In Asia and elsewhere, sky lanterns have been traditionally made for centuries, to be launched for play or as part of festivities. Lanterns are a traditional handicraft of Northern Thailand and it is during the Loy Krathong festival that the most beautiful and special ones are displayed. Chiang Mai people compare the lantern’s light to the light of wisdom which sheds light onto the path in darkness. So they offer these lanterns to Buddhist monks in order to worship the Buddha. They believe that offering lanterns is auspicious and brings merit, and they will be born with the greater light of wisdom in their next incarnation.
Nowadays, there are four different kinds of illuminated lanterns or khom. One of the most famous of these lanterns is the khom kwaen (hanging lantern), which is offered to pay respect to the Buddha, it is also often seen hanging in front of houses, sala and businesses. Khom kwaeng have four different shapes : baat phra (alms bowl), dao (star), takran (basket) and tammajak (wheel of Dhamma). Recently, Lanna artists have created innovative new shapes such as rockets, airplane, umbrellas and so on. Those lanterns are used to decorate the front of shops and houses only.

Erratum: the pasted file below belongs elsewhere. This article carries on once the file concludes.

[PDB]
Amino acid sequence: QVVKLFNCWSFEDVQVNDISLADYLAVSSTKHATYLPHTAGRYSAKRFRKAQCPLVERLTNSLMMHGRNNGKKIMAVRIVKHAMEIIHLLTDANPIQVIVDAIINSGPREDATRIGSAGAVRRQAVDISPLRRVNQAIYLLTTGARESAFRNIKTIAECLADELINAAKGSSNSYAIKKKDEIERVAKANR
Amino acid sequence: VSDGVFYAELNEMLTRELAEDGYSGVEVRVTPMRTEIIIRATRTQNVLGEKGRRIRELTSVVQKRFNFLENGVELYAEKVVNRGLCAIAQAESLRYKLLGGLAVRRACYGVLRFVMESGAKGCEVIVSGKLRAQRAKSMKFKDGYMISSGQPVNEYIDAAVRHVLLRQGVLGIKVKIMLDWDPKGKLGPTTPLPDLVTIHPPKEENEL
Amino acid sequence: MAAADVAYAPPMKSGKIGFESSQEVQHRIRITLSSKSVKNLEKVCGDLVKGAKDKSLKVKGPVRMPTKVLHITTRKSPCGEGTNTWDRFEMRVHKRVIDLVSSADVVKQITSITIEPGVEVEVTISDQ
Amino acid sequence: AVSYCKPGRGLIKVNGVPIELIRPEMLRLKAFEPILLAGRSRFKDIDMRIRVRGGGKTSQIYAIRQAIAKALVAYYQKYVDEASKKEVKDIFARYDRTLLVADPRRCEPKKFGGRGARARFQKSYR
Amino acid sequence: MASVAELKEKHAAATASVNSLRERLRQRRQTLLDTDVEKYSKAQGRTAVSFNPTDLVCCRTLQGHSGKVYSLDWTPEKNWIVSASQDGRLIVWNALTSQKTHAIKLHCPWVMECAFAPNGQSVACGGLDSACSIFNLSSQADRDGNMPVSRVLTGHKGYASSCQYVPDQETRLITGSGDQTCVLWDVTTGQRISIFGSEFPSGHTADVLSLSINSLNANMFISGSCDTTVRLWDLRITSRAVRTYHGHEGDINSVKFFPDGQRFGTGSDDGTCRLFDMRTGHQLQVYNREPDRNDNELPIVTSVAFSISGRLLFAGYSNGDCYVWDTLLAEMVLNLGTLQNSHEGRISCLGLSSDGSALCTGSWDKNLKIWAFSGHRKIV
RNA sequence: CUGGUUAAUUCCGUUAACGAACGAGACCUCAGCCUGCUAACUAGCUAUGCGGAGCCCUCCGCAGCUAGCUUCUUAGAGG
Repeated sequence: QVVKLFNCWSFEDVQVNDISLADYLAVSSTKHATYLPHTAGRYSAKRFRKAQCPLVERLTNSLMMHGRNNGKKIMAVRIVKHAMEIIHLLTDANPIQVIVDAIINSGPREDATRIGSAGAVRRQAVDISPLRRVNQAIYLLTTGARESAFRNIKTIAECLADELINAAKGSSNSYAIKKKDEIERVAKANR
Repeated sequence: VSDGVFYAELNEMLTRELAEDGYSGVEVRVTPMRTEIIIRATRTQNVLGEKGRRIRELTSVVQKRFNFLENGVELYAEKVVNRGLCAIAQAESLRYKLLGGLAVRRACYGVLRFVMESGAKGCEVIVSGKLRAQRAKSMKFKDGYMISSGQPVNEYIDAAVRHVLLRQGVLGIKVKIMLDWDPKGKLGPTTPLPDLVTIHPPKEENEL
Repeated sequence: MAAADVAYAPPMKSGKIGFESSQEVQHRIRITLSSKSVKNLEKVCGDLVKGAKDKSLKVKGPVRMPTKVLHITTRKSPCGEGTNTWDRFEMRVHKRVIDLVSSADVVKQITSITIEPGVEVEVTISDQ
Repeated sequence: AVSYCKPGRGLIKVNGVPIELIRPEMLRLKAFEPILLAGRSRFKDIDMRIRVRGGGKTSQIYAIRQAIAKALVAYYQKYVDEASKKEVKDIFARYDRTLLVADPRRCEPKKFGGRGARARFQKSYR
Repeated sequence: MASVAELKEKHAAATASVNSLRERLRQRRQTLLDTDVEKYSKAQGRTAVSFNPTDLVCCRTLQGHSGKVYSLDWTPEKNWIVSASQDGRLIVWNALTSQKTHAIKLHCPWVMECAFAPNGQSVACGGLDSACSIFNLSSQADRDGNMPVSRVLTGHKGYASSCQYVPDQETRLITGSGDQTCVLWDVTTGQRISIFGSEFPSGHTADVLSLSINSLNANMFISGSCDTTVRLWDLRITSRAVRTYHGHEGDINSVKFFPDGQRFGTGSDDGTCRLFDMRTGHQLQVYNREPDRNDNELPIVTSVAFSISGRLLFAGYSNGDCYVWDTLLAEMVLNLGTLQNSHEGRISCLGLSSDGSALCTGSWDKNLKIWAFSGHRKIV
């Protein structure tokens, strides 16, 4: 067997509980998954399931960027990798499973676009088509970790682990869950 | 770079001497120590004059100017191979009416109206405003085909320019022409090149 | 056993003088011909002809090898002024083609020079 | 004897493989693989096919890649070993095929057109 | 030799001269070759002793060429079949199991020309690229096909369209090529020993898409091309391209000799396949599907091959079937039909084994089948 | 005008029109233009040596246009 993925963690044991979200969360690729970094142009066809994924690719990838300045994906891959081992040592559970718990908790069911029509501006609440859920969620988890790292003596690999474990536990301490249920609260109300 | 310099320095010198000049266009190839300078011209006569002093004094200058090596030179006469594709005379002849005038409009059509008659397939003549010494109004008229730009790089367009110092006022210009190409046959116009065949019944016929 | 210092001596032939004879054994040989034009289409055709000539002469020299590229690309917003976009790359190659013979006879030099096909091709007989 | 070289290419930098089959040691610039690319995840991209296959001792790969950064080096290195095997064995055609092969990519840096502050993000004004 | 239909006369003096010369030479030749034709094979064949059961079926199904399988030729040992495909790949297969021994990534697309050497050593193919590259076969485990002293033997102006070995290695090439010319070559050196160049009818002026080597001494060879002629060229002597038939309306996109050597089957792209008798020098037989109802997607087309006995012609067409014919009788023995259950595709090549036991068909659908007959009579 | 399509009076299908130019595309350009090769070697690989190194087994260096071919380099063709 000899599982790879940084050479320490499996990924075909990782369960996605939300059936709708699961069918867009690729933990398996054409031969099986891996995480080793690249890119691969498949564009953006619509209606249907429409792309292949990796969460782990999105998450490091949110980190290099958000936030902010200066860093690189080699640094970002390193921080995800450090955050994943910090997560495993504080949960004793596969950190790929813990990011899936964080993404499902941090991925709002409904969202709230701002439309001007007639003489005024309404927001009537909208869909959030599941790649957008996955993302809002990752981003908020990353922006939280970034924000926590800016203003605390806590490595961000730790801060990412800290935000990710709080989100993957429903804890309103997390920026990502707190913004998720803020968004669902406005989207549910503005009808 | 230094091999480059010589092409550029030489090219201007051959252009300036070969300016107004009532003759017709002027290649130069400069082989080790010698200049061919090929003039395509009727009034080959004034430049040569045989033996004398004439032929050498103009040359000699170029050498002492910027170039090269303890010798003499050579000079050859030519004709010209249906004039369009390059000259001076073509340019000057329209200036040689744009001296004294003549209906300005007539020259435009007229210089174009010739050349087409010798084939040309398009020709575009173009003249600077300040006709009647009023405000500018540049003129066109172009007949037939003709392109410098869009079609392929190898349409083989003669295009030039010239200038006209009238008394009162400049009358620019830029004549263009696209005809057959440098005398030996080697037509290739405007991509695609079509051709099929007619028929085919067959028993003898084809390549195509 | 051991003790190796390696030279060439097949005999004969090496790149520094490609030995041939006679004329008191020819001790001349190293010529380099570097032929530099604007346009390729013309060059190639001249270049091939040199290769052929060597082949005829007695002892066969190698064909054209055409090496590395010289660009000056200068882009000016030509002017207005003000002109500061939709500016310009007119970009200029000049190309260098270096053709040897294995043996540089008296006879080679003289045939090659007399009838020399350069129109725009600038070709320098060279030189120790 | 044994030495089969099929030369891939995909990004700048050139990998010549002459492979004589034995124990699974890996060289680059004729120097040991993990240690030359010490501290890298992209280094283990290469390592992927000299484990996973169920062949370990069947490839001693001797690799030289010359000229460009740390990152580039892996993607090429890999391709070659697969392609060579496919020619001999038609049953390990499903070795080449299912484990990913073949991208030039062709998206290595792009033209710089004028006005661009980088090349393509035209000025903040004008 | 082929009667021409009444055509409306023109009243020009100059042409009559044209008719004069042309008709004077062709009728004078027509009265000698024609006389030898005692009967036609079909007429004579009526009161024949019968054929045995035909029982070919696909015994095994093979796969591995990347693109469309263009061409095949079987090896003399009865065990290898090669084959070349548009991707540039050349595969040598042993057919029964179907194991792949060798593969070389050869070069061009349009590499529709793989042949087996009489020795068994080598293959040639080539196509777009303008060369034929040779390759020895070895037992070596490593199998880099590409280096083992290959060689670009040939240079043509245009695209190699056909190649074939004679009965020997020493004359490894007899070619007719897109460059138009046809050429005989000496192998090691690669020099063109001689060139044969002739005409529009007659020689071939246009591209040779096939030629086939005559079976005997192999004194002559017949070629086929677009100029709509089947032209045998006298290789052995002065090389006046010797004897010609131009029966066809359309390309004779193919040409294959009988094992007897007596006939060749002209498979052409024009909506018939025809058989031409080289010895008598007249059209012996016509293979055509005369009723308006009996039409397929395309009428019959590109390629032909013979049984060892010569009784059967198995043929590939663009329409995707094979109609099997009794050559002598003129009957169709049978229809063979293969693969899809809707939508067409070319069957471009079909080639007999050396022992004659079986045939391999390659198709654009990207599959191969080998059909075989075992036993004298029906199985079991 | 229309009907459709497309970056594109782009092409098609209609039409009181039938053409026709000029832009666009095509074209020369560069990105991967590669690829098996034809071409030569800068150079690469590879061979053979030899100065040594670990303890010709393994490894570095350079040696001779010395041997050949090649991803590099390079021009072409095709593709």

A khom kwaen’s frame is made of bamboo and covered with saa (mulberry) paper, sometimes with cotton. It is then cut into various patterns, elaborately decorated with silver and gold colors.
The Wheel of Dhamma lantern is one of the most famous lantern designs in Chiang Mai. It is also compared to a nest of red ants and has an octagonal shape. Bamboo is cut into 1cm. wide and 2-3 cm. slrips. They are then folded into 16-24 corners tied with thread. Trianglular pieces of bamboo are formed to be the holder part.Saa paper is pasted around the frame leaving the top part open for the candle holder to be put in and the air to flow in. Pieces of paper cut into different patterns like four petal flowers or sun’s rays are used for decoration. A long tail is then added to the lantern.
Normally, Loy Krathong Festival takes place on the evening of the full moon of the 12th month in the traditional Thai lunar calendar; hence, the exact date of the festival changes every year. In the Western calendar this usually falls in the month of November. In Chiang Mai if you are visiting our beautiful city after these dates, you still can enjoy a bit of the festivities by viewing the beautiful lanterns exhibition at the Three Kings Monument.